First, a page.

Of course, you can have a metabolic acidosis
without an elevated plasma ion gap.
And some of the best examples
of those happen in the kidney.
These are Renal Tubular Acidosis of which
there are three types that we need discuss.
Type 1, Type 2 and Type 4.
To compare this, the best thing to do is
to think about where does the problem lie.
It just so happens that Type 1 Renal Tubular Acidosis
is a problem with acid secretion.
While Type 2 Renal Tubular Acidosis
is impaired by carbonate secretion.
And Type 4 is also
impaired acid secretion.
If you can keep this as straight as possible,
you’re hopefully be able to better diagnose
what your Renal Tubular Acidosis might be.
So, 1 and 4 impaired acid secretion,
type 2 bicarbonate secretion.
The disorders that are associated
with these can be numerous.
Many of them involve some genetic disorder.
Rheumatoid arthritis is often times associated
with Type 1 Renal Tubular Acidosis.
Some drugs such as carbonic anhydrase inhibitors
are associated with Type 2 Renal Tubular Acidosis.
And for Type 3 Renal Tubular Acidosis,
Addison’s disease is a great example
of trying to tie those together to a clinical condition.
All of them will respond with a
Renal Tubular Acidosis, is metabolic acidosis.
You noticed we didn’t mentioned Type 3, right?
You won’t see it.
To summarize, the acid base disturbances
we can utilize this type of a chart.
A respiratory acidosis always involves
a decrease in pH, a small increase in bicarb
and a large increase in carbon dioxide.
A respiratory alkalosis is an increase in pH,
a small decrease in bicarb
and a large decrease in C02.
Metabolic acidosis is a decrease in pH,
a large change in bicarb
with no change in CO2.
A metabolic alkalosis is an increase in pH,
a large increase in bicarb
with really no change in PCO2.
The other thing to keep in mind
with summarizing this acid base disorders,
you have an initial disorder and then,
you might have a response to it.
If you think about the diagrams
it will always help you try to predict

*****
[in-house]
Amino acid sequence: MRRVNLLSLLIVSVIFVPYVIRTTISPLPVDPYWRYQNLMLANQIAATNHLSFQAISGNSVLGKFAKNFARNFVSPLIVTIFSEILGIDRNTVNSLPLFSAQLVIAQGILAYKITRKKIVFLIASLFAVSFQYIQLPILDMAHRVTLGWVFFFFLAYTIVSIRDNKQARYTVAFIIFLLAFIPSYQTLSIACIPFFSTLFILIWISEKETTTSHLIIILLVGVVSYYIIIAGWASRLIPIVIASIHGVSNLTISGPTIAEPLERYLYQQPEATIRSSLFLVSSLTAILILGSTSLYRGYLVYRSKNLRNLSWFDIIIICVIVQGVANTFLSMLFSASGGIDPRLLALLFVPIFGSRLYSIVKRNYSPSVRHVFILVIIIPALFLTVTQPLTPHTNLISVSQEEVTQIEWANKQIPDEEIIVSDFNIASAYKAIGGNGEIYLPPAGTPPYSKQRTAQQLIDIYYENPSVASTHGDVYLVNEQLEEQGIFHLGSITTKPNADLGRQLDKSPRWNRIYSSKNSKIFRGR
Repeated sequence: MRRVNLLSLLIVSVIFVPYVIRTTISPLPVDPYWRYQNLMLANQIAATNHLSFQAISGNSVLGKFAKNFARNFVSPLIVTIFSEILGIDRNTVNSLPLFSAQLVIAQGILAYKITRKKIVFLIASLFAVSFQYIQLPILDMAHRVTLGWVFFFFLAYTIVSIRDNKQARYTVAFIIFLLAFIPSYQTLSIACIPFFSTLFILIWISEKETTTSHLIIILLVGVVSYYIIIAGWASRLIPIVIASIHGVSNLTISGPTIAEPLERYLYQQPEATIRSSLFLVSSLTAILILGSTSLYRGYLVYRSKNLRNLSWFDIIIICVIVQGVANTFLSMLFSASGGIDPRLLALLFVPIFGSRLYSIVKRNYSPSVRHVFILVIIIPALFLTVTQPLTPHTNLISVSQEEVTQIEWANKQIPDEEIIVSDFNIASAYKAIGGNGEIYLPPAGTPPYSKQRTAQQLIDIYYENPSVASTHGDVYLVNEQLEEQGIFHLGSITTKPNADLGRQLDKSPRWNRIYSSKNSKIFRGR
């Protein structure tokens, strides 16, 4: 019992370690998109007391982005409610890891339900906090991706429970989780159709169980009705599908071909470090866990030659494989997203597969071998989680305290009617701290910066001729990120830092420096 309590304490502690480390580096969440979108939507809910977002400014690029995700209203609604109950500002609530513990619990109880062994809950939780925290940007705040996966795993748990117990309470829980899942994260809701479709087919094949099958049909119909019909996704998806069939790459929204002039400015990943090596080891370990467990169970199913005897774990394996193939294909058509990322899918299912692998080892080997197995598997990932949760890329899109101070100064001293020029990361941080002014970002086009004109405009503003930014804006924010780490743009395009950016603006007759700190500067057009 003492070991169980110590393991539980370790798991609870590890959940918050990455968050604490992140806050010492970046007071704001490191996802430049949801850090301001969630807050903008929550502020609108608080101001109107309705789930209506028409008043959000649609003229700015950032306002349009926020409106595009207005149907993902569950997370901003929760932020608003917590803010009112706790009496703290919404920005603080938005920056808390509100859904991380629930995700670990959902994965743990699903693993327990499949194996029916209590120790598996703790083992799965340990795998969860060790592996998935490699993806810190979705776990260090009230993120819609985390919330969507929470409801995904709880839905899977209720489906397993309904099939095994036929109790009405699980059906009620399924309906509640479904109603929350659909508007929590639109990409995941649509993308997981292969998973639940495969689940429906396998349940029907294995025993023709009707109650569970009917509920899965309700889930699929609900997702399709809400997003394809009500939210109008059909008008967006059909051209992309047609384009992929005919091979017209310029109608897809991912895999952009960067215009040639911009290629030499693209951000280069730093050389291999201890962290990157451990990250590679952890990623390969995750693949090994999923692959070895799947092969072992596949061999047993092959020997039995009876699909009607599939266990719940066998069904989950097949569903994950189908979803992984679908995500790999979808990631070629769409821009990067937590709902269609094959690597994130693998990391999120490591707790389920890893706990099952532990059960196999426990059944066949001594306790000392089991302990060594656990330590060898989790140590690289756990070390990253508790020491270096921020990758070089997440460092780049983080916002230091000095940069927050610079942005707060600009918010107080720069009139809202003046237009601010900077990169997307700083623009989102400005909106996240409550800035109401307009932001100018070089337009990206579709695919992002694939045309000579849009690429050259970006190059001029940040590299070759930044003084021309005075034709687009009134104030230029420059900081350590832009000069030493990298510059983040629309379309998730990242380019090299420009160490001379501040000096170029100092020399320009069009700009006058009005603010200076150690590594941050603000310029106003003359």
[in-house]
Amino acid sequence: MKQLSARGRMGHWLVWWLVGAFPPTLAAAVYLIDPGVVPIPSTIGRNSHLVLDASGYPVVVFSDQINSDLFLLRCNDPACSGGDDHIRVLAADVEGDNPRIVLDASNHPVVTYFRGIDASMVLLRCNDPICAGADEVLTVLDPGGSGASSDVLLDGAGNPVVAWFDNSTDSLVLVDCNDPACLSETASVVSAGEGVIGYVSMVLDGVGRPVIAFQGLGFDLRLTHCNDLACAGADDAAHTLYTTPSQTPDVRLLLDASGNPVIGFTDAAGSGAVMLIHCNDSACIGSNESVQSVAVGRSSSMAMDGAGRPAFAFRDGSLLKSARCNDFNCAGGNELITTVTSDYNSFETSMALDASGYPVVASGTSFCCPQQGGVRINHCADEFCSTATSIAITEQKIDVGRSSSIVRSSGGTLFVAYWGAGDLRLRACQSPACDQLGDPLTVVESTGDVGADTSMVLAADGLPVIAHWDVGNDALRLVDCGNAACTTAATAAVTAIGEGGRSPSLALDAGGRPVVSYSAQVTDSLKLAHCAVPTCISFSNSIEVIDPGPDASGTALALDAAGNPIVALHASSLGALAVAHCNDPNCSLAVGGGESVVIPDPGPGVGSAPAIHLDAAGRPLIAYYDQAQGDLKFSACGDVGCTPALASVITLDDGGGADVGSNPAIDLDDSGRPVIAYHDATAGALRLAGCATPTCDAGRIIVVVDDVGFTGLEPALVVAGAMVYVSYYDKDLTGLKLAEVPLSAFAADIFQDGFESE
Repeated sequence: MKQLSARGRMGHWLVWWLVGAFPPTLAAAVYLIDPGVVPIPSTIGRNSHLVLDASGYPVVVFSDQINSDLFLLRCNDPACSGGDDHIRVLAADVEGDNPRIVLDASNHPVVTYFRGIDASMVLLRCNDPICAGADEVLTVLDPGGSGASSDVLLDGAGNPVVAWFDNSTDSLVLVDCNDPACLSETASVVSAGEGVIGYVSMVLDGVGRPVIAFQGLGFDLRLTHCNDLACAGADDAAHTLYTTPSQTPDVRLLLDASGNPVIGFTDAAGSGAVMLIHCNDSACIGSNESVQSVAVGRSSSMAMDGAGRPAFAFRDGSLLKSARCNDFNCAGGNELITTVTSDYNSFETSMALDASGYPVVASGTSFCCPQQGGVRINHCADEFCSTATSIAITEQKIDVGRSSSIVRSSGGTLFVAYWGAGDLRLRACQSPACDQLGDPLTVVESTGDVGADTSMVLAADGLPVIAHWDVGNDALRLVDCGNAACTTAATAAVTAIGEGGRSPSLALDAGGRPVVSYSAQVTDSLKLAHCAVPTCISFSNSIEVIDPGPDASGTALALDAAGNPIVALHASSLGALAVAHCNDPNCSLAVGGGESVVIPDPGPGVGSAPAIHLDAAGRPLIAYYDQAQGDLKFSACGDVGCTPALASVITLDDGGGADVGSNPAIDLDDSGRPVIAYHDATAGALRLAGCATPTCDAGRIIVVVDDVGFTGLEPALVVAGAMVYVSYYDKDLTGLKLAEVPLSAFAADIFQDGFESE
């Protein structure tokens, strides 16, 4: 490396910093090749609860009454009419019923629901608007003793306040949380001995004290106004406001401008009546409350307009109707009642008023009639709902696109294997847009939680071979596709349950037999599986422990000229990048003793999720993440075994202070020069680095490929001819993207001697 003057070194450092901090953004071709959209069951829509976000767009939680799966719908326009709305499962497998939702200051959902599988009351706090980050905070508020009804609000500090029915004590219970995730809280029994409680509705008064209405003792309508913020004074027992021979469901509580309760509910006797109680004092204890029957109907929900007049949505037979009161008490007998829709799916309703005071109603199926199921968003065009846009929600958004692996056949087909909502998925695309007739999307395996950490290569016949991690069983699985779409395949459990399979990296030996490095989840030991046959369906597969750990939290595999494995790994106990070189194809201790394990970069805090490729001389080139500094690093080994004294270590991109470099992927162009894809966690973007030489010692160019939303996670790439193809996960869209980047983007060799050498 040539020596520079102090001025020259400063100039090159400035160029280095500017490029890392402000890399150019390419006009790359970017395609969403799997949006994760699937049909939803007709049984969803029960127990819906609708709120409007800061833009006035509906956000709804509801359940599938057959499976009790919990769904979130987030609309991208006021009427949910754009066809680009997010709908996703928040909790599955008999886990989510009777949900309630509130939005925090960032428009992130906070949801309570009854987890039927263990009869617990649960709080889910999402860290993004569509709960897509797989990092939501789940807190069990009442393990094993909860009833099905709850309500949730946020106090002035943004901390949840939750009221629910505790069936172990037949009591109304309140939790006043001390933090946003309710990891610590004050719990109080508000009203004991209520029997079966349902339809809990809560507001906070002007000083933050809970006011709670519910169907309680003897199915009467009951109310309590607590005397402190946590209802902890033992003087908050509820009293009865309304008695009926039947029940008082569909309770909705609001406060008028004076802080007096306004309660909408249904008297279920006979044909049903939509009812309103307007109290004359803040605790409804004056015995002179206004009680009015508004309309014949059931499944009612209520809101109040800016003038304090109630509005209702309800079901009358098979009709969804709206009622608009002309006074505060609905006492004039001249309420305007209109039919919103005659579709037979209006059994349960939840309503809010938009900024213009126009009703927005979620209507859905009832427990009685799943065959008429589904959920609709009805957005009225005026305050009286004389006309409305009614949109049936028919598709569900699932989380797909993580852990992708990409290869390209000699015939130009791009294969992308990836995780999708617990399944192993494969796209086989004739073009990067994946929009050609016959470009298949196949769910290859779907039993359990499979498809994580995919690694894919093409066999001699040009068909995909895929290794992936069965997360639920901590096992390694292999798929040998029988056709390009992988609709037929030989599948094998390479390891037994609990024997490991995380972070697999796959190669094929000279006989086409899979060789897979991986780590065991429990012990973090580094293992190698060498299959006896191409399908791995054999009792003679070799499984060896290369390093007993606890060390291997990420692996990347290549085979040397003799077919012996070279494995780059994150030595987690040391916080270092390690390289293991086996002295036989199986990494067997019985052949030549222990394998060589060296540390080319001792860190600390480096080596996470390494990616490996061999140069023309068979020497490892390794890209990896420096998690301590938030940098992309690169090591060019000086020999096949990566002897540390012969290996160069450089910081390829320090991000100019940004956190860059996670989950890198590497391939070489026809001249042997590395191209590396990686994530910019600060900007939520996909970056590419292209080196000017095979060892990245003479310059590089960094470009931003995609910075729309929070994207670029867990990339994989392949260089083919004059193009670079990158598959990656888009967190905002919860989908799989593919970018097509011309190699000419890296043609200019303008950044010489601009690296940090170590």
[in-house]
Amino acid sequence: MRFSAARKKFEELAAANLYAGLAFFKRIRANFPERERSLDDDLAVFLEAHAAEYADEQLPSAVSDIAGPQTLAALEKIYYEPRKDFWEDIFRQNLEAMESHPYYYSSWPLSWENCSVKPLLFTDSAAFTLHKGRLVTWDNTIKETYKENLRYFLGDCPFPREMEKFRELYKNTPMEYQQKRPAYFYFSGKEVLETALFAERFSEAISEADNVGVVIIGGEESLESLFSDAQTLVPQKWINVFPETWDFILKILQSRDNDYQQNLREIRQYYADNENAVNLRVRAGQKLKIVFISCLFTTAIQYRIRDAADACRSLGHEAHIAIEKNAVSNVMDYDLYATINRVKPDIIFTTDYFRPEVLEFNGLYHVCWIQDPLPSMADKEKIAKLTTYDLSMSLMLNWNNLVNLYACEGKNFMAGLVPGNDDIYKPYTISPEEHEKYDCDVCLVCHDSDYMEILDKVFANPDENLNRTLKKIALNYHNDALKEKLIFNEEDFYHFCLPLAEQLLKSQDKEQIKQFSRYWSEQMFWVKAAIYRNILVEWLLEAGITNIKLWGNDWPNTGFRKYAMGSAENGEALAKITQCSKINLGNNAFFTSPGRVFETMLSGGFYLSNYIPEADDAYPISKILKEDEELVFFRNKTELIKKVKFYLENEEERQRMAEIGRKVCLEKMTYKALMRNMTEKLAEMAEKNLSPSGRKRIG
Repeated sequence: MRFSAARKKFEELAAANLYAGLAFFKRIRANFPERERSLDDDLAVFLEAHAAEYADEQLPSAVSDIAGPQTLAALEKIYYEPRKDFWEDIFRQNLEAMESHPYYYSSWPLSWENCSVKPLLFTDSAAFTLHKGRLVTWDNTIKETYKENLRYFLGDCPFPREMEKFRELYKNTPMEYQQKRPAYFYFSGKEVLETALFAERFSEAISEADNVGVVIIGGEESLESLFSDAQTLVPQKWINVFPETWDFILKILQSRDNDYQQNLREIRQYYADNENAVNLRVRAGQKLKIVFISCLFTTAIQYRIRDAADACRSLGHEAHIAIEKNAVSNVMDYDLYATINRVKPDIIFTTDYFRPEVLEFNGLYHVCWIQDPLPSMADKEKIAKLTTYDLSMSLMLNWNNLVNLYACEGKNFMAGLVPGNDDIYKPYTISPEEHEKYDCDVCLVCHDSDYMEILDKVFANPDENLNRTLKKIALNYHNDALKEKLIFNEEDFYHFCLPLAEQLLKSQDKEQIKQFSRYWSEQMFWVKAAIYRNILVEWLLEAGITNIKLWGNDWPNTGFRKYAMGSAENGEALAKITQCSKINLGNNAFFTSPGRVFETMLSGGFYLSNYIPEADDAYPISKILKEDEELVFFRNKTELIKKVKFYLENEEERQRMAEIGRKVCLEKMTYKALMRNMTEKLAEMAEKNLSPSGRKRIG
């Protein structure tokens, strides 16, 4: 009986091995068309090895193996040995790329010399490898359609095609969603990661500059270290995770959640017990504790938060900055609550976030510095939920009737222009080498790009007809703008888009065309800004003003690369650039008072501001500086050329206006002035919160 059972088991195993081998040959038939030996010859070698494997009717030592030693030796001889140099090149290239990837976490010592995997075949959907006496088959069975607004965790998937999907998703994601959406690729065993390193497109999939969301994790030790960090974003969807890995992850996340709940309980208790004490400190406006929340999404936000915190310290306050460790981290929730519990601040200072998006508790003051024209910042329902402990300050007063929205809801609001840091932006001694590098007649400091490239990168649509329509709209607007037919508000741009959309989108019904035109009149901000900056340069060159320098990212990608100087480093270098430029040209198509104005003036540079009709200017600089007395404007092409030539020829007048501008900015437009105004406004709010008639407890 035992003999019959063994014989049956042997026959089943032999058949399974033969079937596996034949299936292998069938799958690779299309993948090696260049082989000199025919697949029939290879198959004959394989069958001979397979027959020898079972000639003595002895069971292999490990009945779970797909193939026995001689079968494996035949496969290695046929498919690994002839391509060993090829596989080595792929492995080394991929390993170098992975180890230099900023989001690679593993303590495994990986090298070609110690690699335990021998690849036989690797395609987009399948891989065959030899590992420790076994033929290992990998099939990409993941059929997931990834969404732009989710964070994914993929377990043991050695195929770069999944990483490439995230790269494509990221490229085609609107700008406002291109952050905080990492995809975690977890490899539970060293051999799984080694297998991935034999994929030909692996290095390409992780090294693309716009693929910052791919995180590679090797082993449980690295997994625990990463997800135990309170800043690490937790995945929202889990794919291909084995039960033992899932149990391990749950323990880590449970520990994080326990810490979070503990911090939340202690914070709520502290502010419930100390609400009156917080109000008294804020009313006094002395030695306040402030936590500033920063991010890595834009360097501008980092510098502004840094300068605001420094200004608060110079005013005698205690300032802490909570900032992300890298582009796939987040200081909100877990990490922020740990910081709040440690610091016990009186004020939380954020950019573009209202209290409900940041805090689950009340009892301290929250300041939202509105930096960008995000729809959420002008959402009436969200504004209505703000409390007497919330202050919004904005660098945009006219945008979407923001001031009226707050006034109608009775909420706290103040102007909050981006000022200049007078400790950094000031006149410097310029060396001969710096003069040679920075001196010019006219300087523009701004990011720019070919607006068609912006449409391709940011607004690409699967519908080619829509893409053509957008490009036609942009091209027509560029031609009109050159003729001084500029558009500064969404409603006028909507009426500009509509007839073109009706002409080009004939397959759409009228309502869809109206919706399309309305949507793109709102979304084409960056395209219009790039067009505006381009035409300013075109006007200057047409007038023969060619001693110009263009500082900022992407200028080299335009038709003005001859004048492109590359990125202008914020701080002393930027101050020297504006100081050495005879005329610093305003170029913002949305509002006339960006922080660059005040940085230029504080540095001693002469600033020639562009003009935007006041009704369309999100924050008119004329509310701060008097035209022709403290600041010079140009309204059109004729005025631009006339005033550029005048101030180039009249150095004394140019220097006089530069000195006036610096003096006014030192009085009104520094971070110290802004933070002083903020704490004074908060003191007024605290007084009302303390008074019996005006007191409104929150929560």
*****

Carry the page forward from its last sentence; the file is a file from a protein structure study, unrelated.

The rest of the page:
what the compensation is gonna be.
So, you have your four primary disorders
that we’ve just covered in the table.
You have a respiratory acidosis, respiratory alkalosis,
metabolic acidosis, metabolic alkalosis.
How are you going to try to fix this problems?
Well, a partial fix usually involves
the opposite system.
So, if you have a respiratory acidosis,
you try to fix it with a metabolic alkalosis.
If you have a metabolic acidosis,
you try to fix it with a respiratory alkalosis.
If you have a metabolic alkalosis,
you try to fix it with a respiratory acidosis.
And finally, if you have a respiratory alkalosis,
you try to fix it with a metabolic acidosis.
Partial compensation, means you are
moving your pH back towards normal.
but you may not have reached normal yet.
Once you reached normal,
it’s called perfectly compensated.
I would like to say that we usually become
perfectly compensated but life is not perfect.
Usually, you partially compensate and eventually
are trying to move back to normal ranges
and often times you never get there
but you’re trying to do that process.
The last type of disorder that I’m just going
to bring up as a problem that happens
is if the disorders are mixed.
Mixed or compound disturbances mean
that you have more than one problem.
And these are very serious conditions.
A type when you could have a respiratory acidosis
and a metabolic acidosis at the same time.
Those are very hard to fix because
both systems are moving pH in the same way.
Just like if you had a metabolic alkalosis
with a respiratory alkalosis at the same time.
Again, very hard to fix because
you have multiple compound problems.